Onyeka Okongwu Scouting Report: Top Modern-Day Post Prospect

Overall Impressions

I absolutely love Onyeka Okongwu. He has everything you can ask for from a modern NBA big man. He’s can guard all five positions, plays longer than his frame, and has the timing to be an elite shot-blocker. He hustles, plays with physicality, and has a high defensive IQ. While he has room to improve on the offensive side of the ball, mainly his interior passing, shooting, and footwork, he shows potential. He shot an impressive 72% from the line which lets me know he can grow into his shot with discipline and proper coaching. Overall, I think he is a high floor, high ceiling prospect that will thrive in the modern NBA.



Onyeka OkongwuWhat truly stands out is his steals, blocks, and shooting percentages. As a 6’9’’ forward, Okongwu finished with a whopping 1.2 steals per game and 2.7 blocks. Not many guys his height can average 2.7 blocks yet alone 1.2 steals. This speaks to his on-court awareness, basketball IQ, understanding how to maximize his length, and his anticipation skills.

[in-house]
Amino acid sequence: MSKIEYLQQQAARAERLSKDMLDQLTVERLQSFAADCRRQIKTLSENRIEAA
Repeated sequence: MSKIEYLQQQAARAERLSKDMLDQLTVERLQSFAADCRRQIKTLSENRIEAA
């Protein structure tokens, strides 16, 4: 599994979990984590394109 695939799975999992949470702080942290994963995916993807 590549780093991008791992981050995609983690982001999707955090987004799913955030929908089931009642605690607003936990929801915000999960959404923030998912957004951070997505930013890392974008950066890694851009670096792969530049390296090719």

The accolades continue when talking about his percentages. He shot an impressive 61% from the field, a number is hard to achieve if you aren’t 7’0’’. Okongwu plays hard in transition, often out-hustling his defenders down the court for easy buckets. He has a nice touch around the basket, and his offensive rebounding ability gave him plenty of opportunities for easy put-backs. These are the gritty players every coach loves.

While he was disappointing from three, his 72% from the free-throw line is encouraging. As a big man, this free-throw percentage is above average. This shows me that he has the potential to become a good shooter in the league. With his defensive prowess, the NBA should watch out for Okongwu.


One thing that immediately stands out when watching this kid’s tape is his ability to disrupt the passing lanes. He has synergy with his body meaning that he understands how to get the most out of his physical stature. For instance, while undersized at 6’9’’ 245 pounds, he has a phenomenal length that he uses to be a menacing disrupter. Not only does he disrupt passing lanes, but he also uses his quickness to beat guys down the court on transition plays. Averaging over a steal a game to complement his blocking ability makes him a truly unique prospect. I mean look at these highlights from his game against Colorado, a would-be tournament team.